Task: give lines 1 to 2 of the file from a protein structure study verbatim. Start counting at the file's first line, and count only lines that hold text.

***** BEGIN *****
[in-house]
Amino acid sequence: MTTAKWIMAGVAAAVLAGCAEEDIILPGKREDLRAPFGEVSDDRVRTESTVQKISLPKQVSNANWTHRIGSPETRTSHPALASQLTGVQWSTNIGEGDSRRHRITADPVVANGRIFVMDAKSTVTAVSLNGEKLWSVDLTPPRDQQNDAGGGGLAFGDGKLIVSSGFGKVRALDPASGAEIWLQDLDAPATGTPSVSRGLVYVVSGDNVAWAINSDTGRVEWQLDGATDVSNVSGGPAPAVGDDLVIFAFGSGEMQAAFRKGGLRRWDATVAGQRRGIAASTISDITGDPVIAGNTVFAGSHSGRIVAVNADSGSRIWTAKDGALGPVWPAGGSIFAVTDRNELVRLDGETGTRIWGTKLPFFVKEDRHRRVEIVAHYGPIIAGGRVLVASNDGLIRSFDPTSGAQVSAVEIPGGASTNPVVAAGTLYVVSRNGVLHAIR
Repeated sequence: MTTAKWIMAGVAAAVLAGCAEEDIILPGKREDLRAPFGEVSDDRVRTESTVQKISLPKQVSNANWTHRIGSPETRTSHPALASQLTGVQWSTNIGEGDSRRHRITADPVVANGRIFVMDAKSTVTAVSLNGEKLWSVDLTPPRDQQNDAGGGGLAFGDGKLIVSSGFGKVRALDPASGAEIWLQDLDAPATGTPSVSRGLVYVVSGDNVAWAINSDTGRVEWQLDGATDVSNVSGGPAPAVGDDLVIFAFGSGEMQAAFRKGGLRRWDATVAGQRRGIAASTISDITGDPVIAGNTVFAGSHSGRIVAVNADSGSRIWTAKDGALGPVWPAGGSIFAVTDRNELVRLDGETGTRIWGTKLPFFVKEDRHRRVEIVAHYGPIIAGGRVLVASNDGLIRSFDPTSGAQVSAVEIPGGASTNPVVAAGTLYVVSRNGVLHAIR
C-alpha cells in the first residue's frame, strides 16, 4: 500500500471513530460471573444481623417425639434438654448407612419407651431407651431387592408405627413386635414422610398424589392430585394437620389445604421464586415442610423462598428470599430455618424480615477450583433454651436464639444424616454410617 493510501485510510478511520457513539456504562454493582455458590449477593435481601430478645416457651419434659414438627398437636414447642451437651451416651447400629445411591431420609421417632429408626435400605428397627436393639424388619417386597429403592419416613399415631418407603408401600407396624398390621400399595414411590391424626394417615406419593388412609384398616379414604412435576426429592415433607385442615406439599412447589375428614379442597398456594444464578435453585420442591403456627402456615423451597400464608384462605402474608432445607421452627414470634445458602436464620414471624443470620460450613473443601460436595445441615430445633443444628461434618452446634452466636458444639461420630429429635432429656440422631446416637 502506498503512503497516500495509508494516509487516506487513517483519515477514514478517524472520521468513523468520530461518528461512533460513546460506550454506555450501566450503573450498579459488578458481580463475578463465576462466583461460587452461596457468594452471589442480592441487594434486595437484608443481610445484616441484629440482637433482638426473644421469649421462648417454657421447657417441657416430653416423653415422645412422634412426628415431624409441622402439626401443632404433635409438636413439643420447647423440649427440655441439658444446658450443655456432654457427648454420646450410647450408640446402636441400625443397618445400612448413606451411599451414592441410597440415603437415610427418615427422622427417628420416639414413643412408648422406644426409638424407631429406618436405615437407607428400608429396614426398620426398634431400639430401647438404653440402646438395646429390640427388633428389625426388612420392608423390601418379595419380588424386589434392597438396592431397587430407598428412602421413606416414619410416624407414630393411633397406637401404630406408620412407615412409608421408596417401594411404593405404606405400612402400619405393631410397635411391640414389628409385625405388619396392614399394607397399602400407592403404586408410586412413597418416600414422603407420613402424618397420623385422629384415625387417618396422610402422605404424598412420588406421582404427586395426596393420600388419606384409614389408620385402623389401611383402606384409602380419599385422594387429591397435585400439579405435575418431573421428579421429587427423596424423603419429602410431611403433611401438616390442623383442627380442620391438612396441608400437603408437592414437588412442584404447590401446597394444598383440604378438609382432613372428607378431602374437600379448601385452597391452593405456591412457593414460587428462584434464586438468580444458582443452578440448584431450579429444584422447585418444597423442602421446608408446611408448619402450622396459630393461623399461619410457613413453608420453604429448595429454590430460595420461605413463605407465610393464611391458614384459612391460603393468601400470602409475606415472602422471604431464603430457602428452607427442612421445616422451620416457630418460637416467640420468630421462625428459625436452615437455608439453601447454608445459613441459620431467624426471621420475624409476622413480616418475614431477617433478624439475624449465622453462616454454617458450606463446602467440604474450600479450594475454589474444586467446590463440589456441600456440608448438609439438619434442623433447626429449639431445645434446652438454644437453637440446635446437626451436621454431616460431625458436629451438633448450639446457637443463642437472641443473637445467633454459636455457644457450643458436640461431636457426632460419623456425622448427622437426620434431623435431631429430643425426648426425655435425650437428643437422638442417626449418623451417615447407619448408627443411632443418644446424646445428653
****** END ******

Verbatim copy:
[in-house]
Amino acid sequence: MTTAKWIMAGVAAAVLAGCAEEDIILPGKREDLRAPFGEVSDDRVRTESTVQKISLPKQVSNANWTHRIGSPETRTSHPALASQLTGVQWSTNIGEGDSRRHRITADPVVANGRIFVMDAKSTVTAVSLNGEKLWSVDLTPPRDQQNDAGGGGLAFGDGKLIVSSGFGKVRALDPASGAEIWLQDLDAPATGTPSVSRGLVYVVSGDNVAWAINSDTGRVEWQLDGATDVSNVSGGPAPAVGDDLVIFAFGSGEMQAAFRKGGLRRWDATVAGQRRGIAASTISDITGDPVIAGNTVFAGSHSGRIVAVNADSGSRIWTAKDGALGPVWPAGGSIFAVTDRNELVRLDGETGTRIWGTKLPFFVKEDRHRRVEIVAHYGPIIAGGRVLVASNDGLIRSFDPTSGAQVSAVEIPGGASTNPVVAAGTLYVVSRNGVLHAIR